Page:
Sunday, July 21, 2013

Quote du jour/Gladys Taber

One lovely thing about the February landscape is that I can look out and not see one solitary Japanese beetle anywhere on all our acres. And last summer the air was black with them. We did all the usual things to control them, and if we ever sat down to relax, a million more would begin champing their jaws on whatever they missed before.

We felt very bitter, for the Japanese beetle is a newcomer in our valley. I for one feel the Government should make a war on this burden of mankind, allocating taxes and using the Army. One less bomb might be dropped in the ocean.

Gladys Taber
Stillmeadow Seasons 1950


Yuck 


An example of the destruction


Two minutes work last evening - I brushed them off into hot, soapy water.

30 comments:

  1. So happy to find you again - didn't know that you were posting again, guess I'm late to the party! Wonderful! I have lots of posts to catch up on-
    We have the dreaded Japanese beetles too - not too many, but if you see one, well, you know.
    Best wishes,
    Mary

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    1. You are so kind. I'm sorry. I should have let you know. When I stopped writing, I lost track of many bloggers, and am gradually finding them again. Thanks for stopping by so I could add your blog to my list.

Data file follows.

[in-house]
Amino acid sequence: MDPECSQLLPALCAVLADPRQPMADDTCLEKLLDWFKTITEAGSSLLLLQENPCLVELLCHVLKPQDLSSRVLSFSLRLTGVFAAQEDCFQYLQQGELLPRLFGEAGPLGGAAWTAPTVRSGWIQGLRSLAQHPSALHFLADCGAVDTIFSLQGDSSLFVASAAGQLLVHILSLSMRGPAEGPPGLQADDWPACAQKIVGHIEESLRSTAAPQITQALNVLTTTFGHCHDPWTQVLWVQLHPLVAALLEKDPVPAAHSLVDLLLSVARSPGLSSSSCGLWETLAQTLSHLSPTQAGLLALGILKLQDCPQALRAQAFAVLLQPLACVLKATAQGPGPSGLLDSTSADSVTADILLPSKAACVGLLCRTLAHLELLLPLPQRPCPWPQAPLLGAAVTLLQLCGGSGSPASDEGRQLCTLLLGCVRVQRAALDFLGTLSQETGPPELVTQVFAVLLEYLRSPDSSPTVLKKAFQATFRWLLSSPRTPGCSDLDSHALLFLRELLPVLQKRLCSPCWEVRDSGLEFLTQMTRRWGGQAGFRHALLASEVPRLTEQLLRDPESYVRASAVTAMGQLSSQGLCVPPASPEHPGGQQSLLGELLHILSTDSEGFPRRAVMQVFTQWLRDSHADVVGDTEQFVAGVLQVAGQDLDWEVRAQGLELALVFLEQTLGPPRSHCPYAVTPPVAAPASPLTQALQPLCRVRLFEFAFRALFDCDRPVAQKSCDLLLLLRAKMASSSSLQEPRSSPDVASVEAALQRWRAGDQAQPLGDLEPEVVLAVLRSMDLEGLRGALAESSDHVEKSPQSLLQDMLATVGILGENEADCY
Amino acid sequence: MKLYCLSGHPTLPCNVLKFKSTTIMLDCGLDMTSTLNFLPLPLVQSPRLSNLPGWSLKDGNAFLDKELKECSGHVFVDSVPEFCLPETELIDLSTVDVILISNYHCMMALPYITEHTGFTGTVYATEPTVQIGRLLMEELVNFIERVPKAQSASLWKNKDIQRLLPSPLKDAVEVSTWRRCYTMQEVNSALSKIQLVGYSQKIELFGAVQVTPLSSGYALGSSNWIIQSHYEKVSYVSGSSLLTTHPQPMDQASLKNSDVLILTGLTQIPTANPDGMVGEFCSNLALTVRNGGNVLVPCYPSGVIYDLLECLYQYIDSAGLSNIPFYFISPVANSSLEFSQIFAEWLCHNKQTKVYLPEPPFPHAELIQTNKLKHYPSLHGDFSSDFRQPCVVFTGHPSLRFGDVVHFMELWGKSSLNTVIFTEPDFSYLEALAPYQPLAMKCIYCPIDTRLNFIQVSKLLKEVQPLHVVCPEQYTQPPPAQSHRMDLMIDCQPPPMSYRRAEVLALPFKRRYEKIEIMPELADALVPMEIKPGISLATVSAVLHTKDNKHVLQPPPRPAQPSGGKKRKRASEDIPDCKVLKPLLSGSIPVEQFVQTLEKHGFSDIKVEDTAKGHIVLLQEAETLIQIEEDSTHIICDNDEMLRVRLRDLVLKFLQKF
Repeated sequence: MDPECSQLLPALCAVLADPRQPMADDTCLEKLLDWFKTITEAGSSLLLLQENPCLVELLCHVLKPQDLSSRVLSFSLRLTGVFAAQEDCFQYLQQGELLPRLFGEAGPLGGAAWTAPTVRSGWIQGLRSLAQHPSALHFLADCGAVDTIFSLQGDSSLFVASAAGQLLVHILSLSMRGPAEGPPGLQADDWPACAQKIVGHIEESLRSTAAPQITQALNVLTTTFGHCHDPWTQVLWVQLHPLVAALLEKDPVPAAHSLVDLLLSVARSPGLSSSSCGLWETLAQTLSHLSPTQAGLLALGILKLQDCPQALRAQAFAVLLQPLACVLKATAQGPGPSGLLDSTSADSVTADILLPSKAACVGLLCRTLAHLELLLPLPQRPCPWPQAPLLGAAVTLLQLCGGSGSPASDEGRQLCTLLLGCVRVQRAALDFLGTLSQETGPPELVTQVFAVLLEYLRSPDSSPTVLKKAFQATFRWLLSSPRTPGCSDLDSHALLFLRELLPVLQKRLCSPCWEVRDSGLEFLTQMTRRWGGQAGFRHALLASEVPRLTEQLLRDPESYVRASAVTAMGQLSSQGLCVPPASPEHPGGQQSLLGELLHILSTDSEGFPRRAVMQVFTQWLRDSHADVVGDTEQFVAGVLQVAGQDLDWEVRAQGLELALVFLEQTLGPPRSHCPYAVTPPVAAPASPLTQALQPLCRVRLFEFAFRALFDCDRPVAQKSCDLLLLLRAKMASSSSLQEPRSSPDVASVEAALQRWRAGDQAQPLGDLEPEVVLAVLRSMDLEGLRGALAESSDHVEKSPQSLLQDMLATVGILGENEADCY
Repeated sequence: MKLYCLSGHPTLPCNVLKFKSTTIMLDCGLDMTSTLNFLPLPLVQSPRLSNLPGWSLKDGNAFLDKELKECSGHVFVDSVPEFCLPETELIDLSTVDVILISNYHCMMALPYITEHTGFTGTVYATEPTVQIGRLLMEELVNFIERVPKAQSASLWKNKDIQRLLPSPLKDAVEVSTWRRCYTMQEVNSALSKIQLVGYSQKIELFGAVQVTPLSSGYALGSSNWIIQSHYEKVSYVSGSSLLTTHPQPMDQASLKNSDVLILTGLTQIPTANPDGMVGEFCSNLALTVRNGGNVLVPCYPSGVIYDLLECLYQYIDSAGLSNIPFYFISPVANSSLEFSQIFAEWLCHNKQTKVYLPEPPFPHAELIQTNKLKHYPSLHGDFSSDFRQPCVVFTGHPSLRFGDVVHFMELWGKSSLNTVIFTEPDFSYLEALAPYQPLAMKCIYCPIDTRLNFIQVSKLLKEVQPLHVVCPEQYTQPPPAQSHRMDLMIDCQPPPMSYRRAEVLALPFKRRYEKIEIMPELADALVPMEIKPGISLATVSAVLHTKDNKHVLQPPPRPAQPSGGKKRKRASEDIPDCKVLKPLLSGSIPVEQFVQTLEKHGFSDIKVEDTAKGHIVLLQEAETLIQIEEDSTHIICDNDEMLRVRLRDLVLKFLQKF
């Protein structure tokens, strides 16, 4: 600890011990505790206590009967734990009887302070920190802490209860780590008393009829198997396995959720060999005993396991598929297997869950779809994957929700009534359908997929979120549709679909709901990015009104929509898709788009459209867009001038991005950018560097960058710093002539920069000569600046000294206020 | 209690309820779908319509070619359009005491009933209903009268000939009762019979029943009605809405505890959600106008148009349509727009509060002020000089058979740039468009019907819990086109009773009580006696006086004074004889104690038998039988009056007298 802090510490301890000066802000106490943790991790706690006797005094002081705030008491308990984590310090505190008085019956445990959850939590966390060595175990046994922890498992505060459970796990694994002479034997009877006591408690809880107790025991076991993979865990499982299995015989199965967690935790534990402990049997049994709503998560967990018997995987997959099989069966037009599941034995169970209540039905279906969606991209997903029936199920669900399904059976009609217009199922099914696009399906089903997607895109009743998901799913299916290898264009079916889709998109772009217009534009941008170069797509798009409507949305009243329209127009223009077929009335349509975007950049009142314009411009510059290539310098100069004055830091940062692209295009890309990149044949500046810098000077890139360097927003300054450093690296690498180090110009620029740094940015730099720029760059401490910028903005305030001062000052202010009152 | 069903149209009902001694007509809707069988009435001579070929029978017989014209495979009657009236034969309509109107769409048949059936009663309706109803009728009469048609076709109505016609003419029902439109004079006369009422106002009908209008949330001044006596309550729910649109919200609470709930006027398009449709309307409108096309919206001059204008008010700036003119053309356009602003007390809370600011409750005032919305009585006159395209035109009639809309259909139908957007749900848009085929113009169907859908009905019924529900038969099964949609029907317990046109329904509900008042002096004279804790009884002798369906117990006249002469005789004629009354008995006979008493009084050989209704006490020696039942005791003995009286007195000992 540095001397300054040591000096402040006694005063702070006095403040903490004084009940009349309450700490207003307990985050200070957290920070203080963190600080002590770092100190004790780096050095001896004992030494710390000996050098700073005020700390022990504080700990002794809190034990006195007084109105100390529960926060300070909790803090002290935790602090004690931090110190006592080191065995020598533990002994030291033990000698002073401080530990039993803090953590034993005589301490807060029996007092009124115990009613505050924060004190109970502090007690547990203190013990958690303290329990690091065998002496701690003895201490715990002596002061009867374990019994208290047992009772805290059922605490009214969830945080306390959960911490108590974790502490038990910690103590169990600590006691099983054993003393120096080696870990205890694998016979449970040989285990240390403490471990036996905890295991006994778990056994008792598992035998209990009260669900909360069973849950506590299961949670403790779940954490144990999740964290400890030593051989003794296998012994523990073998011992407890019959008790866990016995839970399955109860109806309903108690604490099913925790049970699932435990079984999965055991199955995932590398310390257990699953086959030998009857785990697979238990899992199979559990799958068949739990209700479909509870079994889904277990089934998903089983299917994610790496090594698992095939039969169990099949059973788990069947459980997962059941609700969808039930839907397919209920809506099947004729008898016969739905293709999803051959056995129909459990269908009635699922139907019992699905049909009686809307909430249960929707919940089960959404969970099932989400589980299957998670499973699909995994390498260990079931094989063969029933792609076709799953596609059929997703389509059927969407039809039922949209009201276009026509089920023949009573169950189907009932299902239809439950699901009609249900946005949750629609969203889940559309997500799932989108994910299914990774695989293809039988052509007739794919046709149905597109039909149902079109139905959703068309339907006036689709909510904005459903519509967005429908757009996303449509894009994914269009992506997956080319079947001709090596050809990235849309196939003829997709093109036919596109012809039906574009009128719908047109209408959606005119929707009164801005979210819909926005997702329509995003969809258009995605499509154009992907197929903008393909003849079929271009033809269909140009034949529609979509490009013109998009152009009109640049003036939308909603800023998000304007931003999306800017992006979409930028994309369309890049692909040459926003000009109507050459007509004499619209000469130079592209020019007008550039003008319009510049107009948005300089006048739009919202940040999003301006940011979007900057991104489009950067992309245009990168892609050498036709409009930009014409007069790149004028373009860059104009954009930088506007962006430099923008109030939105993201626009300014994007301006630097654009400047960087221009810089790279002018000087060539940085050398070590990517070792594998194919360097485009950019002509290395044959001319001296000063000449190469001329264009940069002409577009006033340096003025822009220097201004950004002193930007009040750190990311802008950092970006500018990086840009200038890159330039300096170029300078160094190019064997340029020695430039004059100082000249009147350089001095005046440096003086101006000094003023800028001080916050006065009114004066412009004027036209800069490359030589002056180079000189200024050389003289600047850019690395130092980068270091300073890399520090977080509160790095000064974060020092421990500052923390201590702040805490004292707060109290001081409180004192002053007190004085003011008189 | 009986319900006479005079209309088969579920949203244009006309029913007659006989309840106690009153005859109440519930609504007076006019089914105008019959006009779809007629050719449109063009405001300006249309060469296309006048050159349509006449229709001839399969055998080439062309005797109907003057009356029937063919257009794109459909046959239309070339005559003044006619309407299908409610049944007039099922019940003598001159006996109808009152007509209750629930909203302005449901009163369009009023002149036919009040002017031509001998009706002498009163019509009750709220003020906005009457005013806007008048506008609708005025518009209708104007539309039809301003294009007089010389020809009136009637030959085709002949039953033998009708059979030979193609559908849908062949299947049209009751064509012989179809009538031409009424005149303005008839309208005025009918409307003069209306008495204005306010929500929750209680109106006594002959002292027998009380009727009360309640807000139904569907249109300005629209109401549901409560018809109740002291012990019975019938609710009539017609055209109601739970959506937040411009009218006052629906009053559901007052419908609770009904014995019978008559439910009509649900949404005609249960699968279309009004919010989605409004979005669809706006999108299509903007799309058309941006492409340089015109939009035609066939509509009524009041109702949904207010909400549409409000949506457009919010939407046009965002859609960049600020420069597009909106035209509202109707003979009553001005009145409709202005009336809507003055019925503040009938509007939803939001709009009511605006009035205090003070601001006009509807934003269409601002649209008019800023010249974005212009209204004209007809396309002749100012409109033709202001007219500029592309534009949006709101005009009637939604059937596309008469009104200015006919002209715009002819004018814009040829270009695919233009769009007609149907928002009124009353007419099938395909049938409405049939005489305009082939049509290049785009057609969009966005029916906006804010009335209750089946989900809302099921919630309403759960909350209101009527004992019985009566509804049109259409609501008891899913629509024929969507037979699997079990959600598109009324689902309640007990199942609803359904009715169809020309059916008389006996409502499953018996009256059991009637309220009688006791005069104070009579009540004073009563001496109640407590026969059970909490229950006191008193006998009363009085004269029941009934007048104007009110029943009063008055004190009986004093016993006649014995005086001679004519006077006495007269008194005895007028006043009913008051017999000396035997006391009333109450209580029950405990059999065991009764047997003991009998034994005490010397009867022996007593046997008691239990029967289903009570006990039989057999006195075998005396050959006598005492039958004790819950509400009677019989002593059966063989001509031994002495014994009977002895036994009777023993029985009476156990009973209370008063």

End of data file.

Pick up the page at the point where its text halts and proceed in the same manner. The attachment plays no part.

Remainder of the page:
And you are so right - 'if you see one' :<)

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  2. Poor Gladys, poor Nan. We probably have them here too but I've never seen one up close. The pictures show their destructiveness. Back when Gladys wrote that, if the government had tried to do something about them, it probably would have harmed people too, don't you imagine?

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    1. I think she was being humorous, not serious. Though there are eradication policies for bugs that I've read about- for example, mosquitoes - but that is more for the disease they carry, I think. I had a much worse time last summer when I grew hollyhocks.
      http://lettersfromahillfarm.blogspot.com/2012/08/todays-poem-by-edgar-guest.html

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  3. I dopn't think we get those scary looking beetles here.

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    1. Do you have trouble with snails?? When we stayed in Wales for a week, we'd go out every morning and see the destruction they had done to the garden.

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  4. Tis the season for insects to gnaw on us and the plants and the animals.... which leaves me longing for frosty mornings and woozy socks.
    Happy Summer to you none the less~ and much luck with your buggy battles! :))))

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    1. Yeah, I've been looking forward to fall and winter, too. It's been a funny summer. Hot, and very rainy.

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  5. We have a few, but nothing like what you are experiencing! Yuck is right!

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    1. They don't like every plant. They are quite choosy. Rosa rugosas are a big hit.

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  6. They're in northeastern PA too. I just killed a few the other day. Apparently yours didn't appreciate the soapy bath you gave them. :)

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    1. Thank goodness there is a way to get rid of them. Wish ticks were that easy! Though they do slow down this time of year.